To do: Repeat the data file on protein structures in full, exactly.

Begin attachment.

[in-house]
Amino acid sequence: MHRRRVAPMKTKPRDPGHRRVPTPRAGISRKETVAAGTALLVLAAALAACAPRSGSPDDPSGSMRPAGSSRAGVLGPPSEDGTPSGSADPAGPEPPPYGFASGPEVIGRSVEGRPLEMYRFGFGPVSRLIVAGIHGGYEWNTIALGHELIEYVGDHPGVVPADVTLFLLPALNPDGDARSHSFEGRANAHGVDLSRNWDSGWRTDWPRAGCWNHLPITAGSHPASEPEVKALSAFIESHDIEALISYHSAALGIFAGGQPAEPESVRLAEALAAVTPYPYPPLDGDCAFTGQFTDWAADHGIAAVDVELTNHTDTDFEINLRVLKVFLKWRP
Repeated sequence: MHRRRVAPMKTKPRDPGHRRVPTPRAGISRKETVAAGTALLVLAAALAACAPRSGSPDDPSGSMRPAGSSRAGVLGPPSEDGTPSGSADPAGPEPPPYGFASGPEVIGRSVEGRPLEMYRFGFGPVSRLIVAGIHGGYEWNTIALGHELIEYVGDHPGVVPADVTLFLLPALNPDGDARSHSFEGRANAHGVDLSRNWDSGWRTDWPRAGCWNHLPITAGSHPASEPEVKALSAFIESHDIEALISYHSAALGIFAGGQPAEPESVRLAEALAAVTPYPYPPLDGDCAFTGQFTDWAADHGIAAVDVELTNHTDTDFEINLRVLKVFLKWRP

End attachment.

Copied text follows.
[in-house]
Amino acid sequence: MHRRRVAPMKTKPRDPGHRRVPTPRAGISRKETVAAGTALLVLAAALAACAPRSGSPDDPSGSMRPAGSSRAGVLGPPSEDGTPSGSADPAGPEPPPYGFASGPEVIGRSVEGRPLEMYRFGFGPVSRLIVAGIHGGYEWNTIALGHELIEYVGDHPGVVPADVTLFLLPALNPDGDARSHSFEGRANAHGVDLSRNWDSGWRTDWPRAGCWNHLPITAGSHPASEPEVKALSAFIESHDIEALISYHSAALGIFAGGQPAEPESVRLAEALAAVTPYPYPPLDGDCAFTGQFTDWAADHGIAAVDVELTNHTDTDFEINLRVLKVFLKWRP
Repeated sequence: MHRRRVAPMKTKPRDPGHRRVPTPRAGISRKETVAAGTALLVLAAALAACAPRSGSPDDPSGSMRPAGSSRAGVLGPPSEDGTPSGSADPAGPEPPPYGFASGPEVIGRSVEGRPLEMYRFGFGPVSRLIVAGIHGGYEWNTIALGHELIEYVGDHPGVVPADVTLFLLPALNPDGDARSHSFEGRANAHGVDLSRNWDSGWRTDWPRAGCWNHLPITAGSHPASEPEVKALSAFIESHDIEALISYHSAALGIFAGGQPAEPESVRLAEALAAVTPYPYPPLDGDCAFTGQFTDWAADHGIAAVDVELTNHTDTDFEINLRVLKVFLKWRP